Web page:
Well…. I paid for it the following day. The alarm went off as usual at 6am and instead of rolling over and silencing it, I had to do a five point turn to achieve the same thing. It was the first physical reminder of the fact that I’m not 18 anymore, nor 21. The pain in my back was like someone had ripped out the muscles, torn them all up, stamped on them for good measure before shoving them all back in. Surprise!

  It turned out to be one of those rare occasions that I wore flat (ish) footwear to work. It was a physical impossibility to wear my usual heels.


This weeks’ book recommendation isn’t a book! It’s a cartoon… Take your kids (or borrow your sister’s) to see “Rise of the Guardians” in the cinema! I laughed out loud a few times. I love the idea of Santa having NAUGHTY and NICE tattooed on his forearms. It was a great way to start the Christmas season.

Monday, 10 December 2012

A Book to Read when You've been Dumped by Vagn

Posted by Daisy


I ONCE got turned off a guy when I discovered he had an electric blanket. And I knew there was something fundamentally wrong with a 7-year relationship because my boyfriend didn’t eat cheese. I discarded another man after one date because he told me he wouldn’t wear socks that cost less than €20. And dropped another man because even though he drove a gold BMW, he consistently hung back at the bar, waiting for me to buy the first round. At the cinema, he bought the tickets and then told me he was on a diet and refused to buy popcorn. I met a very nice man on a blind date a few years ago. Nice, except that his two front teeth were black. Fed up, I rang my sister (my Voice of Reason) to find out if I should meet him again, even though I wasn’t attracted to him. She told me never to compromise on oral hygiene. Another man was gorgeous, with blue eyes, tanned skin and a perfectly faded t-shirt – but he told me at length about his addiction to spinning classes and an obsession with calorie counting, while scanning the bar for attractive women.

I spent two years dating a lovely guy who had no job and no intention of ever getting one. I knew we had no future, but every time I called up to his house to break up with him, I would be seduced by his rude good looks. My most recent ex-boyfriend loved telling me long, rambly stories – I’d simply tune out and gaze at his tattoos and muscles instead.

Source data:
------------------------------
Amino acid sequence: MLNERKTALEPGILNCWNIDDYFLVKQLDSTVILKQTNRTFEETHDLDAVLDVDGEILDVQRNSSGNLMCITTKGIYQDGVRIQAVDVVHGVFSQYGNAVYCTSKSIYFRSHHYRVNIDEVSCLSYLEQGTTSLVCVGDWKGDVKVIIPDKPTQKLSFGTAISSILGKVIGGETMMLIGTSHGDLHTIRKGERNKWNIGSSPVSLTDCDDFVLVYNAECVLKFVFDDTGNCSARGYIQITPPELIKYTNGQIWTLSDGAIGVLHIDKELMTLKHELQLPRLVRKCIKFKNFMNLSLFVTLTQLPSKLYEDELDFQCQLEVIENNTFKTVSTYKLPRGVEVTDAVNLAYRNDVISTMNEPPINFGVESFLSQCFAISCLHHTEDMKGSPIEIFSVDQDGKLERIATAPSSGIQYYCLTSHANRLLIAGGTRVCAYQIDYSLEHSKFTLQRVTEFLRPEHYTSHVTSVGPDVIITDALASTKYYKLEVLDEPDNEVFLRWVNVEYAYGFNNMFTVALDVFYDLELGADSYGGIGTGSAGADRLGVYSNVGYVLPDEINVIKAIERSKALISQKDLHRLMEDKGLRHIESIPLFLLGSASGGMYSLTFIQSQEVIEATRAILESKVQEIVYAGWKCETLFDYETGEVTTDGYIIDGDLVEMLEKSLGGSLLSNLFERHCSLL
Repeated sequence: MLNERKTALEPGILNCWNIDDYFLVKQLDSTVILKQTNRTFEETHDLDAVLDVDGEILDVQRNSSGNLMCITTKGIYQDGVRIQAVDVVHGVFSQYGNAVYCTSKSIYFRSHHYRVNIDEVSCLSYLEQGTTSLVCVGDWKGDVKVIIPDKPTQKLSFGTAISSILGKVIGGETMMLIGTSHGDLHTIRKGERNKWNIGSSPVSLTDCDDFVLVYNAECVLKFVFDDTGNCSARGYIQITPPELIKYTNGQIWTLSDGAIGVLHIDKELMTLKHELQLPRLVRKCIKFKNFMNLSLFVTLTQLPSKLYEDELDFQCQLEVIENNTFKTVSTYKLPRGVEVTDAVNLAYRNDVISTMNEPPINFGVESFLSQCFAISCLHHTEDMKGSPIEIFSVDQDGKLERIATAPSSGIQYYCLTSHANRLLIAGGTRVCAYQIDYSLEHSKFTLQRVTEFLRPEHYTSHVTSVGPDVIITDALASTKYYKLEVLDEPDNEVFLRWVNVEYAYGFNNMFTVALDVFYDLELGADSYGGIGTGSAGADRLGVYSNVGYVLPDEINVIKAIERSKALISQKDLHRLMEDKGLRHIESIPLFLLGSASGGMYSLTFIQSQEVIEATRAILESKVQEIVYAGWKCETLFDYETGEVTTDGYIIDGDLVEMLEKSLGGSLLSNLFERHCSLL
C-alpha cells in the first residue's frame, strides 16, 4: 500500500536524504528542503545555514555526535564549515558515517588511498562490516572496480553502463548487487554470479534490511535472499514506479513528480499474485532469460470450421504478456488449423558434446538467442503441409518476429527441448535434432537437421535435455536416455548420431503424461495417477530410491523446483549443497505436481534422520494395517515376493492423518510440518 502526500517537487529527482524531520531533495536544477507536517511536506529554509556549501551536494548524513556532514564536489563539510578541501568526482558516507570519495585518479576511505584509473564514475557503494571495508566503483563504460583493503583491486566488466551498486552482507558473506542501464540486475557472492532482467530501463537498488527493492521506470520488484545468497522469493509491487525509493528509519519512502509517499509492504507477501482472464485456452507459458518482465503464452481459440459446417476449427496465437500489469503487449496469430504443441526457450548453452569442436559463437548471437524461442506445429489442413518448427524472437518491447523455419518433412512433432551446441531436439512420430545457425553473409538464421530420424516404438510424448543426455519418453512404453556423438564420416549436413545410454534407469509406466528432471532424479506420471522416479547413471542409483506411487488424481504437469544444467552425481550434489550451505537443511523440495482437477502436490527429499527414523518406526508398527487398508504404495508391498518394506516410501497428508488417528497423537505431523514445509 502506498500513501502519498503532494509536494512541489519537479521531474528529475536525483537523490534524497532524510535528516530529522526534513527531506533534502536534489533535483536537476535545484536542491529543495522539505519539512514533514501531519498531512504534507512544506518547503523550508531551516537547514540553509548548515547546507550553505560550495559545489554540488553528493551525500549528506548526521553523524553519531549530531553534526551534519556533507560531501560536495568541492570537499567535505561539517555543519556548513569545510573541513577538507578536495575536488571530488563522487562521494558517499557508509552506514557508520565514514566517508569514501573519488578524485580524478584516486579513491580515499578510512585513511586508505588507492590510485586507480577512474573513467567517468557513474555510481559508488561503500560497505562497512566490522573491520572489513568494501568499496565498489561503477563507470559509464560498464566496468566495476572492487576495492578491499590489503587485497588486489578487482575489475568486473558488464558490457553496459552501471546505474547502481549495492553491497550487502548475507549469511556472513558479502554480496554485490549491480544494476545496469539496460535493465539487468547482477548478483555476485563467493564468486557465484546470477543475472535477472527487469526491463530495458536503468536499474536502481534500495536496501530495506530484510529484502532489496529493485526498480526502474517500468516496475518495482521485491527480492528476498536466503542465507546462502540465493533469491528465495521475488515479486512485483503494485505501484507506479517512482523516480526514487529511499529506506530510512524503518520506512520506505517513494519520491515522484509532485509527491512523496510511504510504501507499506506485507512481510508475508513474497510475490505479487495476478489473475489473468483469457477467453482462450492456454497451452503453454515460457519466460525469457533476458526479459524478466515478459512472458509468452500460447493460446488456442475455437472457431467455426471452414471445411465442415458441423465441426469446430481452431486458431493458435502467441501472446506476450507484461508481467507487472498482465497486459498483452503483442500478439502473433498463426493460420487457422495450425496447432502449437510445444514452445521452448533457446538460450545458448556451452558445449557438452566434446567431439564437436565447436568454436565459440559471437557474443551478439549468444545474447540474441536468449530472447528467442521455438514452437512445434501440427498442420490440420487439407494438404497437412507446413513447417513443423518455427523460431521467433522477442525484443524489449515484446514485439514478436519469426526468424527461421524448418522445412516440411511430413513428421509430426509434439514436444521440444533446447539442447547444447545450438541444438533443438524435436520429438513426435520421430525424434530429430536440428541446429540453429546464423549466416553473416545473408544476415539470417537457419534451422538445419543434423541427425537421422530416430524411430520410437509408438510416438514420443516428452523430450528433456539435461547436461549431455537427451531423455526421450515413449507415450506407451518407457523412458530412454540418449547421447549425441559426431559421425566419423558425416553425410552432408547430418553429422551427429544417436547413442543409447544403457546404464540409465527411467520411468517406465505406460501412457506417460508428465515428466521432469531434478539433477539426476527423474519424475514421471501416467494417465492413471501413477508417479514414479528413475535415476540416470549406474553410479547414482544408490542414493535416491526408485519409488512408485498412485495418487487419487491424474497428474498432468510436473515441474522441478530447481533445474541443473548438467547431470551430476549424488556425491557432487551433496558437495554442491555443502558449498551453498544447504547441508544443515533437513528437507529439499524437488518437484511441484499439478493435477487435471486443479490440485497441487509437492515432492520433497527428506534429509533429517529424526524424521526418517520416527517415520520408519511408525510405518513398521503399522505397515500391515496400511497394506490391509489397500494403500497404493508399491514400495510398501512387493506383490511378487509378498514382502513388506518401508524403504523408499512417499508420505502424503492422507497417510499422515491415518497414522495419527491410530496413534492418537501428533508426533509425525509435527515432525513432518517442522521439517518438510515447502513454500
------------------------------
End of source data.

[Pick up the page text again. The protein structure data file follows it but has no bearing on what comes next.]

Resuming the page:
I’m renouncing good-looks, muscles, motorbikes and danger. The next man I date will be short and bald – and going out with him will make my cheeks ache from too much first-thing-in-the-morning laughing in bed.

I decided to test my brains-over-brawn theory last weekend. So I kissed a guy for the first time since my break-up three months ago. Instead of choosing the handsome, designer goatee’d man in the tight grey, slightly girly, cowl-kneck jumper, I opted for the fun, generous guy who looked like Vagn from The Killing. He spun me around on the dance floor, made me laugh and bought me drinks while keeping a suitable distance throughout the night, allowing me to have fun with my friends.

He sent a lovely text the next morning, and in my hungover state I answered semi-sarcastically. And never heard from him again. The next day I felt guilty and texted him to say so. The reply I got was ‘Who’s dis?’ Seriously.

I read Niamh Greene’s ‘A Message to your Heart’ snuggled up in bed with tea and chocolate on a rainy Tuesday afternoon. On the Chick-Lit O Meter, where Marian Keyes is at the top, and Cecelia Ahern* is at the bottom, this book fits in somewhere in the middle. It’s a flighty book about lost mobile phones, a heroine who works too hard, a dead girl, a grieving Italian mama, and an affair with a married man. But there’s also a good portrayal of San Francisco, a curmudgeonly author attempting a second novel, an Italian restaurant and a good-looking hero. Everything works out in the end, which is what I want when reading chick-lit.

My give-away this week is ‘A Message to your Heart’ – all neatly wrapped and ready. Leave a comment and it’s yours.
*I just haven't liked any of the books subsequent to 'PS I Love You', which I loved.